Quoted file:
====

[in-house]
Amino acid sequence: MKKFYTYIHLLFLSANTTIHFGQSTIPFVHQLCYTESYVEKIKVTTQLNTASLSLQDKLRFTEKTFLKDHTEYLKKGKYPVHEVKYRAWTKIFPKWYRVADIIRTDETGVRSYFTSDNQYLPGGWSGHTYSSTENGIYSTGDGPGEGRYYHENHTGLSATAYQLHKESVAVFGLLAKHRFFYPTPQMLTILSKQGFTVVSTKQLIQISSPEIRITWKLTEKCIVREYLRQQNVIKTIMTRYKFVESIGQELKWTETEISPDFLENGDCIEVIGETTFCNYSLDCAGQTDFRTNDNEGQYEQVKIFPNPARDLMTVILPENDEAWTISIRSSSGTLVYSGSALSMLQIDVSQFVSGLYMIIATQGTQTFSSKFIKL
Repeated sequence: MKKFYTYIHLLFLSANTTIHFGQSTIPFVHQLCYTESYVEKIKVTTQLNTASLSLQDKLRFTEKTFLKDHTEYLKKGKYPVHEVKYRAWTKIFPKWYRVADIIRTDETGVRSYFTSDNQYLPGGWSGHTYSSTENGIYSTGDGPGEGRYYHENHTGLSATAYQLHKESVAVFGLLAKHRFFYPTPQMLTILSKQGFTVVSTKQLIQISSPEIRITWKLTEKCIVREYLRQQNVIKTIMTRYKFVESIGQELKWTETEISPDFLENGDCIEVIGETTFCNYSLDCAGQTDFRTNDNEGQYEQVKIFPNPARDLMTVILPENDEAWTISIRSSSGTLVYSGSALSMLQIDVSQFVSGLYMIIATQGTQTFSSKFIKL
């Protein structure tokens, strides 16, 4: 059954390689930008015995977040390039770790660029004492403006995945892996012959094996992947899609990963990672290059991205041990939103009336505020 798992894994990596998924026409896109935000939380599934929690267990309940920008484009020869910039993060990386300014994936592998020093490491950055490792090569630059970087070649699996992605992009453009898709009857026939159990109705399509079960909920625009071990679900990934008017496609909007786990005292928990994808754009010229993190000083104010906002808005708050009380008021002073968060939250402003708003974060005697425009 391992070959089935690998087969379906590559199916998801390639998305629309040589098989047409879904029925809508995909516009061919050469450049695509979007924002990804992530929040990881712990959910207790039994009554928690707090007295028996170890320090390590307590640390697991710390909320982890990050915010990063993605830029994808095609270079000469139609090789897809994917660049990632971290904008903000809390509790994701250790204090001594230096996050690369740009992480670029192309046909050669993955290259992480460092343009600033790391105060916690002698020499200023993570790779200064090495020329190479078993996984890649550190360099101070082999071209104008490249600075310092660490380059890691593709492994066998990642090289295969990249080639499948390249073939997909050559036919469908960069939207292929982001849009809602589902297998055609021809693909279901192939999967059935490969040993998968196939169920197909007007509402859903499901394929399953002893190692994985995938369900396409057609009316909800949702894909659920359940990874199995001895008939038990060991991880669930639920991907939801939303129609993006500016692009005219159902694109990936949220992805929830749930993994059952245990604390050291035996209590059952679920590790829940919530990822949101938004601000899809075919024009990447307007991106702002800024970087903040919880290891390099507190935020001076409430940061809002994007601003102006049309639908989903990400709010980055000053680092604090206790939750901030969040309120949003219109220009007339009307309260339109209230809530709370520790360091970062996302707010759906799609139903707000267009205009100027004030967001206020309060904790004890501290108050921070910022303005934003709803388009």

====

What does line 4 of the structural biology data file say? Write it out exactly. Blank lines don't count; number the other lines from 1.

């Protein structure tokens, strides 16, 4: 059954390689930008015995977040390039770790660029004492403006995945892996012959094996992947899609990963990672290059991205041990939103009336505020 798992894994990596998924026409896109935000939380599934929690267990309940920008484009020869910039993060990386300014994936592998020093490491950055490792090569630059970087070649699996992605992009453009898709009857026939159990109705399509079960909920625009071990679900990934008017496609909007786990005292928990994808754009010229993190000083104010906002808005708050009380008021002073968060939250402003708003974060005697425009 391992070959089935690998087969379906590559199916998801390639998305629309040589098989047409879904029925809508995909516009061919050469450049695509979007924002990804992530929040990881712990959910207790039994009554928690707090007295028996170890320090390590307590640390697991710390909320982890990050915010990063993605830029994808095609270079000469139609090789897809994917660049990632971290904008903000809390509790994701250790204090001594230096996050690369740009992480670029192309046909050669993955290259992480460092343009600033790391105060916690002698020499200023993570790779200064090495020329190479078993996984890649550190360099101070082999071209104008490249600075310092660490380059890691593709492994066998990642090289295969990249080639499948390249073939997909050559036919469908960069939207292929982001849009809602589902297998055609021809693909279901192939999967059935490969040993998968196939169920197909007007509402859903499901394929399953002893190692994985995938369900396409057609009316909800949702894909659920359940990874199995001895008939038990060991991880669930639920991907939801939303129609993006500016692009005219159902694109990936949220992805929830749930993994059952245990604390050291035996209590059952679920590790829940919530990822949101938004601000899809075919024009990447307007991106702002800024970087903040919880290891390099507190935020001076409430940061809002994007601003102006049309639908989903990400709010980055000053680092604090206790939750901030969040309120949003219109220009007339009307309260339109209230809530709370520790360091970062996302707010759906799609139903707000267009205009100027004030967001206020309060904790004890501290108050921070910022303005934003709803388009």